Unfortunately, with all the sediment floating free in the water and most of our air being used up on class work, there wasn’t much to see. Before long, we were given the signal to surface. If anything, the weather topside was worse than when we’d gotten in 30 minutes before. Rain was coming in sideways and the waves were high enough to occasionally submerge the tips of our snorkels. Perfect weather to practice taking off our gear! First, Oksana and I traded off demonstrating the tired buddy tow. Then, individually, we had to remove our weight belts and then lift them from the water to show TJ before putting them back on. Finally, we had to take off our vest and tank, hoist ourselves up and out of the water to sit on top of them, and then finally put everything back on. The weather fought us every step of the way, but in retrospect, I’m glad we were tested in rough seas. If I ever need to remove my gear again, I’ll have the confidence to do it in just about any situation. Once we’d all passed the last test, it was time to join the line at the back of the boat. Slowly, one by one, we stripped off our fins and climbed back aboard. TJ told us to take off our gear, gather on the sun deck, and wait for him. The sun deck was only slightly less crowded than the benches with all our dive gear, mostly because all the seasick people were still up there hugging the benches, rails, and floor. I felt sorry for them. They’d come to the Great Barrier Reef from thousands of miles away, and not only were they not able to go diving or snorkeling, but their refuge, the “sun deck” was being drenched with rain. TJ came up and told us about our next dive. We were out of the water less than 15 minutes before we were suiting back up. I’d had some trouble with my mask leaking on the previous dive, so I tried putting some Vaseline on my mustache this time. Ungh, not pleasant, but it seemed to help. Dive 2 – Norman Reef: Plate Top. 23min at 12mOur second dive was rather short and, sightseeing-wise, uninteresting. We continued on with our skills assessments, taking off our masks, hovering with neutral buoyancy, all those things. A few minutes later, we climbed back into the boat. Like I said, short dive, but I wasn’t exactly disappointed.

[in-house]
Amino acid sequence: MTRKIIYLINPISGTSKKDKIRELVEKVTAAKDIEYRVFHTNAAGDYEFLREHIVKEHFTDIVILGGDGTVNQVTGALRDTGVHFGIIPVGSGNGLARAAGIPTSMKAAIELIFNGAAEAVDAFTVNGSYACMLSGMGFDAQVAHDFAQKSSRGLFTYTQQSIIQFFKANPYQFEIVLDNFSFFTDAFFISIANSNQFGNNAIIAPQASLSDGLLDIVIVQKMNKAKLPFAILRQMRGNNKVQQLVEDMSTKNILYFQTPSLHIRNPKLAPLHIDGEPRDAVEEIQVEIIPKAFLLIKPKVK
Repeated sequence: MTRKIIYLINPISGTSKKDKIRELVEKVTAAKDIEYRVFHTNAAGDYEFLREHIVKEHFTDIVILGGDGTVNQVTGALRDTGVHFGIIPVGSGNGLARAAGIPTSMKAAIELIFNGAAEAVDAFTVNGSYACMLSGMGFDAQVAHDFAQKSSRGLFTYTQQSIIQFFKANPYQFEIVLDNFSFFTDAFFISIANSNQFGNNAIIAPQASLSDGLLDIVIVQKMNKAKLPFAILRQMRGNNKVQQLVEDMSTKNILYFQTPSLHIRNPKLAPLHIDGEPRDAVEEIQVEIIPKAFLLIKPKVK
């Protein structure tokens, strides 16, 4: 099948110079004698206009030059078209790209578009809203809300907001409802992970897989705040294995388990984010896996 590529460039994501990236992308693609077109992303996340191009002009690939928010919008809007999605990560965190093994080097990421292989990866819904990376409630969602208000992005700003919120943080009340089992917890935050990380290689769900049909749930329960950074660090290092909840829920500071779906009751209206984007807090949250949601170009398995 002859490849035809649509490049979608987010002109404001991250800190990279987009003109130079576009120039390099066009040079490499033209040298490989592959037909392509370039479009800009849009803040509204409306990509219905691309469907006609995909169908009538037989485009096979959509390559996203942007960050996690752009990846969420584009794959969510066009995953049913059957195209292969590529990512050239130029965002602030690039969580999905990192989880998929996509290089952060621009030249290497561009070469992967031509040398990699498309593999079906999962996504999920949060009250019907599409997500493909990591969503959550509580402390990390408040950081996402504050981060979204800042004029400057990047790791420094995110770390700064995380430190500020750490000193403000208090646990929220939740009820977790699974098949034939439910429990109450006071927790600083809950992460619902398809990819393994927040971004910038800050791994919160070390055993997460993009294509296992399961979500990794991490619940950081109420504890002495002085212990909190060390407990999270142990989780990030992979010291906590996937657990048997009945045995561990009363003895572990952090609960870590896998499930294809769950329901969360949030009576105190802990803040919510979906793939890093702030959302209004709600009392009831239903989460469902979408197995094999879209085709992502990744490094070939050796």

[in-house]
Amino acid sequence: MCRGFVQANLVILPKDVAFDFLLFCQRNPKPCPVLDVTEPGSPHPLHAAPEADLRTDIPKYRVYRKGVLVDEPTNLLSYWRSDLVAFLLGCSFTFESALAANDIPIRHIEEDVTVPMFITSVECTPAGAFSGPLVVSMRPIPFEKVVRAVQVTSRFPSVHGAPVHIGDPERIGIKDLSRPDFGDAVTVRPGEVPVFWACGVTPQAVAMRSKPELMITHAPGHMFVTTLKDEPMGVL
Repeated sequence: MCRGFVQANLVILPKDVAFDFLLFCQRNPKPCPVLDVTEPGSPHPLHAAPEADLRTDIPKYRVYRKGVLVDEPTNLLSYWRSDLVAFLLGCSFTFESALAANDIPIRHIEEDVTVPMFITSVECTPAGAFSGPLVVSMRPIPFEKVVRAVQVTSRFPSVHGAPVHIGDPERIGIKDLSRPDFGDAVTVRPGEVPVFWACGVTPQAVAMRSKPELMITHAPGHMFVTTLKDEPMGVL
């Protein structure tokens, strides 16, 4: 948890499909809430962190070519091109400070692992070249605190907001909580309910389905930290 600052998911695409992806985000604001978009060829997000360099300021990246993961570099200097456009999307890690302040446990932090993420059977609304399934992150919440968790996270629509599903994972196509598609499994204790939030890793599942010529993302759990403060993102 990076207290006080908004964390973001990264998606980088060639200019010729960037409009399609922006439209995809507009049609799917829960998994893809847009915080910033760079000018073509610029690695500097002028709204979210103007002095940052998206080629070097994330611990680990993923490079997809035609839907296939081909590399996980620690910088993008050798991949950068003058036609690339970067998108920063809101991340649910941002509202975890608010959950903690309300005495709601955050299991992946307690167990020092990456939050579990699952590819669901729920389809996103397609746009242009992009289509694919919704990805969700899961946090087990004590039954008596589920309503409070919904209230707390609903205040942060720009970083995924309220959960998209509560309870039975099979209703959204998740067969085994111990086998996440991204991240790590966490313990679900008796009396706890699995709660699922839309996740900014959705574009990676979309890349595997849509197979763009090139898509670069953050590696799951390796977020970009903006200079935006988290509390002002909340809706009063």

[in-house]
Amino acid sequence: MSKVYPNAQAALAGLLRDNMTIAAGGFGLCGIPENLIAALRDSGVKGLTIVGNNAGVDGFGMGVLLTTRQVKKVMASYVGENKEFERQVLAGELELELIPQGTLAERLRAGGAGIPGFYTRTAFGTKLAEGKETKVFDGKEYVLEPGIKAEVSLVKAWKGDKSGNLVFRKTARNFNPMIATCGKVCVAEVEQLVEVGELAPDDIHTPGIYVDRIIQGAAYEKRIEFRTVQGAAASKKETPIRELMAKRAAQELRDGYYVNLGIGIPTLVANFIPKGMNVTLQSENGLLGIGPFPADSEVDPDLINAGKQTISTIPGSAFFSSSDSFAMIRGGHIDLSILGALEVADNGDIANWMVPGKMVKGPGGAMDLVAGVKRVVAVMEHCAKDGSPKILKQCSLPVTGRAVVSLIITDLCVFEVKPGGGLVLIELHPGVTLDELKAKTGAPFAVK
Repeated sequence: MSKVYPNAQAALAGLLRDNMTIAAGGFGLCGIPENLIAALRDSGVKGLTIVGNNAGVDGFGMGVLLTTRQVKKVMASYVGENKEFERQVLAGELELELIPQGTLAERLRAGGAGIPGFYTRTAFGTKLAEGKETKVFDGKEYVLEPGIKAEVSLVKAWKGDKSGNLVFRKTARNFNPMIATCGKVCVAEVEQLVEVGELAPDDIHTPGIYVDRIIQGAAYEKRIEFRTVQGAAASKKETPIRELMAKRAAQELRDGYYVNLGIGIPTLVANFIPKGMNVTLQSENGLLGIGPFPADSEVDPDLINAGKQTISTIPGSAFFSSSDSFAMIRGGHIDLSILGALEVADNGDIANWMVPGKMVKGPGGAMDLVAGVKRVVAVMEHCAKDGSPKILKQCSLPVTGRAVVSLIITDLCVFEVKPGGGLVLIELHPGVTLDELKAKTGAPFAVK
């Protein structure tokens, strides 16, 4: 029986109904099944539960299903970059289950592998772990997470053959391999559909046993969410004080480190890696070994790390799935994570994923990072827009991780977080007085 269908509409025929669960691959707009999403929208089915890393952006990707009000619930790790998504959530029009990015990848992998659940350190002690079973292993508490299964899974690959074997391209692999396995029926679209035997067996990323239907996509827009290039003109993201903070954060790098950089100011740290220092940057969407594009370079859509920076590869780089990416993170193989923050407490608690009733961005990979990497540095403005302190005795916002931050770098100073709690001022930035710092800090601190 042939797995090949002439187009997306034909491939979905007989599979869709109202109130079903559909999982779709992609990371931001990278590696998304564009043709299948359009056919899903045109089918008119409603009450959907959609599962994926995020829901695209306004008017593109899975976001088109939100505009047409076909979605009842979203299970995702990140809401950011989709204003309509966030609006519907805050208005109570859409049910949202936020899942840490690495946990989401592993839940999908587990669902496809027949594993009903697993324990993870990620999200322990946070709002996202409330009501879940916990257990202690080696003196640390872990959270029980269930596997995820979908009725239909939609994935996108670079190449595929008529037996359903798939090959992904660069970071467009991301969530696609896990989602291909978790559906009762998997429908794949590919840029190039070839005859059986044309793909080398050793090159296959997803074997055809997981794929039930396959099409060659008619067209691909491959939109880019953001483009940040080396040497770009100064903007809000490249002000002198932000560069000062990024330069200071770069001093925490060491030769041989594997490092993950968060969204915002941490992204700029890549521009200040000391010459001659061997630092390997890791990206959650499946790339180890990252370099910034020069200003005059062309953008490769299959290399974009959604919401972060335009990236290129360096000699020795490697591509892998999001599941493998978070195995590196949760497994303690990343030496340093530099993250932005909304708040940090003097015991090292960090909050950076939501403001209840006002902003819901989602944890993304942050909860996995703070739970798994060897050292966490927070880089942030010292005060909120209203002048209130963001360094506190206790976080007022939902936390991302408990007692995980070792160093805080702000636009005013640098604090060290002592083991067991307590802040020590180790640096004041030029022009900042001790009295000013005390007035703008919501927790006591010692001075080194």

Coral in Sunlight